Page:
Gramophone Editors Choice
Taverner, John, the most outstanding English composer of his time, was appointed Informator Choristarum of Cardinal College, Oxford in 1526, with the charge of establishing the foremost choral institution in the land. He succeeded magnificently and the tradition continues to this day at what is now known as Christ Church, Oxford, with acclaimed director Stephen Darlington, renowned for his strength in 16th century choral music, at the helm. Darlington and his forces – 16 boys and 12 men, unchanged since the 1520s – pay homage to their predecessor with a programme of his liturgical music written at Oxford. While there, Taverner had to write music to be performed virtually round the clock and he rose to the challenge using great imagination. He wrote innumerable memorable melodies, with an unprecedented emotional range and a sophisticated sense of drama. His music was astonishingly modern for its time, and in its richness remains much so today.
The Choir of Christ Church Cathedral, Oxford has a special and distinctive place within the great English choral tradition as it uniquely serves both an Oxford college and a diocese. With an unbroken, continuous tradition of glorious music-making for nearly five hundred years, today the choir is renowned for its vibrant sound and artistic versatility, qualities that have been praised throughout the world from Sydney to Rio de Janiero, Tokyo to New York, Helsinki to Paris. Apart from their Oxford duties and international tours, the Choir has been heard by millions on the Mr. Bean soundtracks and Vicar of Dibley TV theme tune.
“Taverner's Mass is the chef d'oeuvre of the greatest composer of his time, yet it has never before been recorded by the kind of liturgical choir which he had in mind; this is a courageous and significant act of reclamation.” Gramophone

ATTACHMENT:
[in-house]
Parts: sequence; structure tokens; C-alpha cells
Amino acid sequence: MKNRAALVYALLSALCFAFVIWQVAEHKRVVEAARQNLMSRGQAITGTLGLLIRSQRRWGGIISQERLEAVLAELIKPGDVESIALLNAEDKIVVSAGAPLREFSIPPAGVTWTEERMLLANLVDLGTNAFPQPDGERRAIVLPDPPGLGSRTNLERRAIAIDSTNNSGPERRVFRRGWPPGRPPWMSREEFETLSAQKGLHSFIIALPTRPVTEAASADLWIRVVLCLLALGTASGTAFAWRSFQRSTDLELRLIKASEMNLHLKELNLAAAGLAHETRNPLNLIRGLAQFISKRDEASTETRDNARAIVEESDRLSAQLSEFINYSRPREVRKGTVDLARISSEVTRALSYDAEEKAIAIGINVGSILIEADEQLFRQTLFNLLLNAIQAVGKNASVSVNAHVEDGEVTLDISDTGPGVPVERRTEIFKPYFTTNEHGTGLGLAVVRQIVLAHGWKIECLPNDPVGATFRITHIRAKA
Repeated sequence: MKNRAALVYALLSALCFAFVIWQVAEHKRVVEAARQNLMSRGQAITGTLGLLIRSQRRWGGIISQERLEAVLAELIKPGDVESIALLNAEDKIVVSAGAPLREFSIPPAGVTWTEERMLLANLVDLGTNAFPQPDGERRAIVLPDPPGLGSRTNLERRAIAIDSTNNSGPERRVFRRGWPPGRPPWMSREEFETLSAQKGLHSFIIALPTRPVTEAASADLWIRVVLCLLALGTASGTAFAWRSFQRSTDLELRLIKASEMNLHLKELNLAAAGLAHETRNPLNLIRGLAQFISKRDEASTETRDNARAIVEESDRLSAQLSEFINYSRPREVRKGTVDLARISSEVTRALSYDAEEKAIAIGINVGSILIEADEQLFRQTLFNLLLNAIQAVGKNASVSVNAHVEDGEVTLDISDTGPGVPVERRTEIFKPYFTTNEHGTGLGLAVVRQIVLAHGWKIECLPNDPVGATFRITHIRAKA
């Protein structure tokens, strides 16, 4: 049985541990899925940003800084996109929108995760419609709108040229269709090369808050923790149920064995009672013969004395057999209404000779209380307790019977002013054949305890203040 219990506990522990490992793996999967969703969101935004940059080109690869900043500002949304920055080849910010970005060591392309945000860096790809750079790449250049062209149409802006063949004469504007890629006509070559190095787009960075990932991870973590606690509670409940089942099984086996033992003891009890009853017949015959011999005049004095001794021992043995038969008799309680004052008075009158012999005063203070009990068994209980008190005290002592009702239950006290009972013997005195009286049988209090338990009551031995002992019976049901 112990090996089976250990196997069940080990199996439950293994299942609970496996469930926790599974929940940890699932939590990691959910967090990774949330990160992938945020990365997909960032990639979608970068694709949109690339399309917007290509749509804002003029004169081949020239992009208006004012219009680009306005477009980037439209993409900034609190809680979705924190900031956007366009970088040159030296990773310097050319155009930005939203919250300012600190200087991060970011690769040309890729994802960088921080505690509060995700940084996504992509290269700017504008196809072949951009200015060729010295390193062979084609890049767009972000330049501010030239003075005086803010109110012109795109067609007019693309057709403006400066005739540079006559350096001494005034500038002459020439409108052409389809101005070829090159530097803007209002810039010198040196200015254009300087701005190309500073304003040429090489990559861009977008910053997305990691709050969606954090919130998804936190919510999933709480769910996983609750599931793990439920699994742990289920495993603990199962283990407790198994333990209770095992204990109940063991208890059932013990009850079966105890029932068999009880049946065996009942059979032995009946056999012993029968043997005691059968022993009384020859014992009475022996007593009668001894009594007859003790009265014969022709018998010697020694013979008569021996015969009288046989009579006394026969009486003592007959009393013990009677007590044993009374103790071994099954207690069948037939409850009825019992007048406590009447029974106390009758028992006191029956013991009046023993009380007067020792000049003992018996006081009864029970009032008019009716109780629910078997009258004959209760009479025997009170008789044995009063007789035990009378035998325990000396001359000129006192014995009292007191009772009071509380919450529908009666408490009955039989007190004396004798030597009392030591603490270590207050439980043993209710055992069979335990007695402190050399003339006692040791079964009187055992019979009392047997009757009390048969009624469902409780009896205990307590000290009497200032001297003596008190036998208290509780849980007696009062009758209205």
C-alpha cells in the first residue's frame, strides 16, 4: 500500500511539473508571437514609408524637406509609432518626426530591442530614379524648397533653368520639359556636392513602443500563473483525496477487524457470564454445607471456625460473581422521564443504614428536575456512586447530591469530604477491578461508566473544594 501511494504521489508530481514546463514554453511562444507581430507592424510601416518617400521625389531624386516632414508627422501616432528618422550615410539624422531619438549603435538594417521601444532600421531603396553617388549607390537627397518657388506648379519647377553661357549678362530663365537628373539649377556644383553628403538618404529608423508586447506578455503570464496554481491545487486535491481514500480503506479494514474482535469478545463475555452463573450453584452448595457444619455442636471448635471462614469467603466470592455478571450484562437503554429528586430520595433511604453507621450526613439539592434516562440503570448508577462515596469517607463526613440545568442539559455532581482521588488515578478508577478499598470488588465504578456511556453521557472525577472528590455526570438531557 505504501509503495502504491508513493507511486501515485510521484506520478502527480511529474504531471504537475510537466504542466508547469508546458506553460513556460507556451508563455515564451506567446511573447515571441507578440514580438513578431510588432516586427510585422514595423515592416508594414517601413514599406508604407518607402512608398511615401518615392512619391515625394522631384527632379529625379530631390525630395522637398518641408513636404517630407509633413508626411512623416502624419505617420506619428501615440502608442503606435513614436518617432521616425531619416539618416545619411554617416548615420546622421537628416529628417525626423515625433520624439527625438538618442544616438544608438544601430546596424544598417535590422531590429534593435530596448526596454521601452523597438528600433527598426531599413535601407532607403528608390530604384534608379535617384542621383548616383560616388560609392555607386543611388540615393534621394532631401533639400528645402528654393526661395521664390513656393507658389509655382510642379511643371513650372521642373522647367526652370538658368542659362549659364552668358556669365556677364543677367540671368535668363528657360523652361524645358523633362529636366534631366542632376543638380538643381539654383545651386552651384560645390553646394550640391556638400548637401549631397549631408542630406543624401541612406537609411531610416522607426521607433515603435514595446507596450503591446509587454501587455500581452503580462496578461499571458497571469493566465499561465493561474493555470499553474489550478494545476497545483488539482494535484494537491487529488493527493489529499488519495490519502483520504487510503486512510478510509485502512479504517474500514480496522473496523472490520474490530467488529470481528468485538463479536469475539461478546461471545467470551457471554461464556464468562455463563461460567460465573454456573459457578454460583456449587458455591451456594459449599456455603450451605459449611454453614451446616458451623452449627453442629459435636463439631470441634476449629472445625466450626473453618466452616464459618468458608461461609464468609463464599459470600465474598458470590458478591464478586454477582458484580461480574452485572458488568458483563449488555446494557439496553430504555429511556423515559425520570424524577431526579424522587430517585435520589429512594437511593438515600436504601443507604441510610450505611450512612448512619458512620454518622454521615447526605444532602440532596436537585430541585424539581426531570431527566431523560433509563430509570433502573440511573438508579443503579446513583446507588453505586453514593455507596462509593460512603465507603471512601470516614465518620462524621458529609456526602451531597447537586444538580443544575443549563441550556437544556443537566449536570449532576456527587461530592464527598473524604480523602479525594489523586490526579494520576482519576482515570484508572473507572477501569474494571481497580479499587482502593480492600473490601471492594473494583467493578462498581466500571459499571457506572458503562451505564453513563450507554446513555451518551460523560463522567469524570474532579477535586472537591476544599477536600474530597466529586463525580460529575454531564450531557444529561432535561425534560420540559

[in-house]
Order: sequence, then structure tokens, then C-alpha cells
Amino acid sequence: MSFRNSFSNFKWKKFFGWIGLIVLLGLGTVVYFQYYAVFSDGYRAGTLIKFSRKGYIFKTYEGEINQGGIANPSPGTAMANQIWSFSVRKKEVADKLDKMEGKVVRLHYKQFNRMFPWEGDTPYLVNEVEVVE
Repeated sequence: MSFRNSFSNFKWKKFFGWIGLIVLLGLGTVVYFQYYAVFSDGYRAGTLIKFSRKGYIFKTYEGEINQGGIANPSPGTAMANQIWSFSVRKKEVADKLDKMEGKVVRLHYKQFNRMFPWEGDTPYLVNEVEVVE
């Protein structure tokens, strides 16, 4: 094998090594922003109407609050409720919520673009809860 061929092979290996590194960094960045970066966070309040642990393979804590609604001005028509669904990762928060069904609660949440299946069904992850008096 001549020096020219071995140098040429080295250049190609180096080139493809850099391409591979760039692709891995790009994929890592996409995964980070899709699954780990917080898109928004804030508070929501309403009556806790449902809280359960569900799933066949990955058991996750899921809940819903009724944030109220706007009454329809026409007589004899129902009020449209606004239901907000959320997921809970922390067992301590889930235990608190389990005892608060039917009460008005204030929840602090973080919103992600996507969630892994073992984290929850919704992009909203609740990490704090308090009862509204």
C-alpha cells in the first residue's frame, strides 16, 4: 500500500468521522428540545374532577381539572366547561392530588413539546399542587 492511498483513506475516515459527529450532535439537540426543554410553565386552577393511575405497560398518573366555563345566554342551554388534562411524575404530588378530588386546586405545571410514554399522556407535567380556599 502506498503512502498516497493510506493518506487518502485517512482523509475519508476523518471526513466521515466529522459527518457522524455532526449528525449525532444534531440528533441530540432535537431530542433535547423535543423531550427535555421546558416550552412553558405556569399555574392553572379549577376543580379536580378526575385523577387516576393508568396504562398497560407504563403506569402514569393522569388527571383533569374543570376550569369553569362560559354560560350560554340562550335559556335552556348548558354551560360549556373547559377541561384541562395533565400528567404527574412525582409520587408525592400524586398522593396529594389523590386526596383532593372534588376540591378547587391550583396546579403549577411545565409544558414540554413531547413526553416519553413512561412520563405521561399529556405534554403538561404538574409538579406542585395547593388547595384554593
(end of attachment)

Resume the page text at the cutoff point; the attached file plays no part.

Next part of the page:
“Stephen Darlington gives majestic shape to this monumental work, effectively drawing out the imperturbable tread of the 'Gloria tibi Trinitas' cantus firmus. The choir produces a sound of blistering intensity…” BBC Music Magazine
“The Choir of Christ Church could hardly have made a more ambitious return to recording after their valuable but variable series of Nimbus Tavener Vocal 1157 discs. Taverner's Mass is the chef d'oeuvre of the greatest composer of his time, yet it has never before been recorded by the kind of liturgical choir which he had in mind; this is a courageous and significant act of reclamation. Courageous, because Taverner's demands of phrase and melodic continuity are more subtle, but no less daunting in their own way, than those presented by Palestrina and Gombert. Performing at written pitch helps.
Stephen Darlington and his choir aren't afraid of a few dirty edges around the sound; this is a world away from the hygienic surfaces of the Gabrieli Consort or from the shapely halo of King's, Cambridge. The Christ Church trebles have a full-frontal attack to a phrase that is more commonly heard from middle-European choirs.
That makes it more susceptible to the glare of the microphone, but the recording itself dares to go in closer than Nimbus ever did. The risk largely pays off in tutti passages of startling immediacy, contrasted with more solo verse sections than is usual (to rest tired voices?). Some distended cadences leave you wondering whether they can possibly have the puff to sustain them. Sometimes they can't (at the end of the first paragraph of the Sanctus); often they can (the 'Hosanna' at the end of the famous Benedictus).
The motets are no less individual in concept and execution, including a cheeky but winning slide in Mater Christi; like the rest of the disc it will divide opinion, but it demands to be taken seriously.” Gramophone Classical Music Guide